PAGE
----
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  • Introduction: Power, Pain, and the Cultural Work of Authenticity in American Studies and Beyond
  • Jonna Eagle (bio)

What does it mean to deem something authentic—a particular person or group, a cultural object or performance, an embodied experience or sensation? What is measured or evaluated and against what are these measurements taken? What is disciplined or adjudicated by this designation and who has the power or authority to bestow it? What desires are signaled and what fears are managed? What imaginations are affirmed and what connections are denied, what histories asserted and what possibilities foreclosed, in holding up the authentic as a site of value and attachment? If assertions of authenticity also mark anxieties circling around its opposite, what forces threaten to erode or diminish that which the authentic names and holds dear?

In taking up these and related questions, this forum tangles with authenticity as a keyword that travels with impressive range and endurance across the varied terrain of American studies, cutting a path through diverse fields and conversations: in Indigenous studies, music, African American studies, theater and performance studies, Asian American studies, Latinx studies, tourism studies, visual and material culture studies, and film and media studies, to offer a by no means exhaustive list. While the path is wide and well worn, however, the explicit status of the keyword as such—the foundations that undergird it, the genealogies that animate it, the work it enables or forecloses, its ultimate usefulness or lack thereof—is a question sometimes left by the wayside.1 This is in contrast to disciplines like anthropology or philosophy, for instance, in which questions of authenticity have been more central, focused around the identity of cultural objects (and subjects) in the former context, and around notions of selfhood in the latter,2 and to allied fields like Indigenous studies, in which the enduring psychic and material violence enacted through Western constructions of authentic cultural identity have been interrogated with particular force.3 While these are inquiries that inform and contribute to American studies deeply and directly, however, in many accounts, the notion of [End Page 123] the authentic as a meaningful qualifier of experiences, performances, objects, and identities continues to circulate without explication.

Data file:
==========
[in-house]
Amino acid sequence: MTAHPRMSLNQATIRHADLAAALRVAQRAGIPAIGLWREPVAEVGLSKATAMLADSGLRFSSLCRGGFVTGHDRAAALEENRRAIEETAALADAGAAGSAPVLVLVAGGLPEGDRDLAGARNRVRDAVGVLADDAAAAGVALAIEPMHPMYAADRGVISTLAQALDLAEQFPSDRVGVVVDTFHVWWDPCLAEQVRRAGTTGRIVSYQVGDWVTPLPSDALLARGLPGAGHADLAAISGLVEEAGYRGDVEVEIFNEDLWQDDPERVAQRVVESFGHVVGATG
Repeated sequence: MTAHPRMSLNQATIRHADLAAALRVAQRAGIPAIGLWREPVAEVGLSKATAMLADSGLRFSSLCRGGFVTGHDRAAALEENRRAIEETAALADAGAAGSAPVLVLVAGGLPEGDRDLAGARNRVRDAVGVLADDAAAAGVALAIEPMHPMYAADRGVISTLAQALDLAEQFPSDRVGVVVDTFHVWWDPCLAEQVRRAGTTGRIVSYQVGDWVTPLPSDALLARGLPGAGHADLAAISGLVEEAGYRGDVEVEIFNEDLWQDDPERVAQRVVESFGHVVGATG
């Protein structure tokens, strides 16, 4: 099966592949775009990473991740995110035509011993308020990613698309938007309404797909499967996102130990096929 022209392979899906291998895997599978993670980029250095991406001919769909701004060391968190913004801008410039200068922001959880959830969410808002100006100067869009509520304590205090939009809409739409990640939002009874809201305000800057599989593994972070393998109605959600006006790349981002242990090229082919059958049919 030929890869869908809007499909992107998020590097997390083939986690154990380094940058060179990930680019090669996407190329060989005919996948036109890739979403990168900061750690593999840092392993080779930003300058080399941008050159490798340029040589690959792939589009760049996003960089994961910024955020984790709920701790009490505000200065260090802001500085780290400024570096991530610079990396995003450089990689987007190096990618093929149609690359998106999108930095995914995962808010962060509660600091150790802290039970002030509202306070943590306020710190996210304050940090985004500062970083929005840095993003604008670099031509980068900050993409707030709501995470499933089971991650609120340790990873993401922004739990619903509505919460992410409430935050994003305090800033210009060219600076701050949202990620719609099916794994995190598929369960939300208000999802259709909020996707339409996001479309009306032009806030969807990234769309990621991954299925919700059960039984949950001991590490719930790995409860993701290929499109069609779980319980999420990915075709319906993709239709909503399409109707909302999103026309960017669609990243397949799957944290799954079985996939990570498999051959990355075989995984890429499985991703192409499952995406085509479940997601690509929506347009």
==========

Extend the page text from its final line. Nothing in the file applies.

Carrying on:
In addition to its status across diverse academic fields, authenticity plays an outsize role in modern mass culture, where it serves as a sales pitch for a dizzying array of products and experiences, feeding the very consumer culture felt to threaten or destroy it. As the folklorist Regina Bendix observed in the late 1990s, as a culture we are obsessed with the commoditization of both authenticity and its imitation: the perfect copy that, in its success, highlights the convergence of “the genuine and the spurious” (although the value assigned to the copy as such still relies on this conceptual distinction).4 Contemporary marketing discourse emphasizes with particular zeal the self-conscious manufacture of the authentic and the sincere;5 indeed, the market seems to drive this paradox, propelling through the commoditization of nearly everything the production of kitsch alongside the rising stock of authenticity.6 At the same time, the anxious specter of inauthenticity has gained particular prominence in contemporary political discourse, as both traditional news media and new forms of social media are debated or discounted on the basis of their feared or presumed fakery or phoniness, augmenting the timeliness of this forum’s critical reflection.

In tangling with authenticity and the uses to which it has been put, the forum grows out of and extends discussions initiated at a roundtable at the American Studies Association annual meeting in Honolulu in November 2019. The roundtable convened a group of scholars, students, and practitioners working in diverse areas to grapple with the status and significance of authenticity as a keyword in both American life and American studies scholarship. In the panel’s original CFP, I asked participants to consider what is named, recognized, or constituted through claims to authenticity, how the term can be historicized, and what its genealogy has to tell us about the cultural, political, or ideological work the concept performs. In line with the annual meeting’s theme Building as We Fight, the call invited both an interrogation...


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pp. 123-133
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